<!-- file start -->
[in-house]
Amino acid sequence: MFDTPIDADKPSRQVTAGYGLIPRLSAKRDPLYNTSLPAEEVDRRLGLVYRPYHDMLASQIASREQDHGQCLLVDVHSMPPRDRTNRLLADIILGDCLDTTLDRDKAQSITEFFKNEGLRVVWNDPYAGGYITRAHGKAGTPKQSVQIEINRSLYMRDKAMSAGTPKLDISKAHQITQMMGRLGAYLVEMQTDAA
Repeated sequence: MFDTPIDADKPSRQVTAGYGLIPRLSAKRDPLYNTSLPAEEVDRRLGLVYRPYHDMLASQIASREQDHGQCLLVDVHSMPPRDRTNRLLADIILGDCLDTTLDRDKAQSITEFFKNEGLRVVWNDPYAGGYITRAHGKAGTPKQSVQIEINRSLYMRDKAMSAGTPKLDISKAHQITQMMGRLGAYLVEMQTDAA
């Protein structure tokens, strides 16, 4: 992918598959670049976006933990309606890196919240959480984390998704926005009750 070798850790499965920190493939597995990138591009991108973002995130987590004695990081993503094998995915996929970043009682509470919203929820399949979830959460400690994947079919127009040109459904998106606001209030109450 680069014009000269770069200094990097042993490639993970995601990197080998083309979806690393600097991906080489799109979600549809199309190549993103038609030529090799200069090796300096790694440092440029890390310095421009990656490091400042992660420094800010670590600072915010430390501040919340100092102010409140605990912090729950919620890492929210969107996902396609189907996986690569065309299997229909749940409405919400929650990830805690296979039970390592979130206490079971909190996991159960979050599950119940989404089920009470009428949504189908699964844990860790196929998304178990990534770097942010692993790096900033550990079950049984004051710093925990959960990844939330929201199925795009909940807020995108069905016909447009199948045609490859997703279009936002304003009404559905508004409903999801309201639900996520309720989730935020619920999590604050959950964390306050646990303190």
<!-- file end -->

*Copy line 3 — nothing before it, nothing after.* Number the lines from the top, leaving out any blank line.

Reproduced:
Repeated sequence: MFDTPIDADKPSRQVTAGYGLIPRLSAKRDPLYNTSLPAEEVDRRLGLVYRPYHDMLASQIASREQDHGQCLLVDVHSMPPRDRTNRLLADIILGDCLDTTLDRDKAQSITEFFKNEGLRVVWNDPYAGGYITRAHGKAGTPKQSVQIEINRSLYMRDKAMSAGTPKLDISKAHQITQMMGRLGAYLVEMQTDAA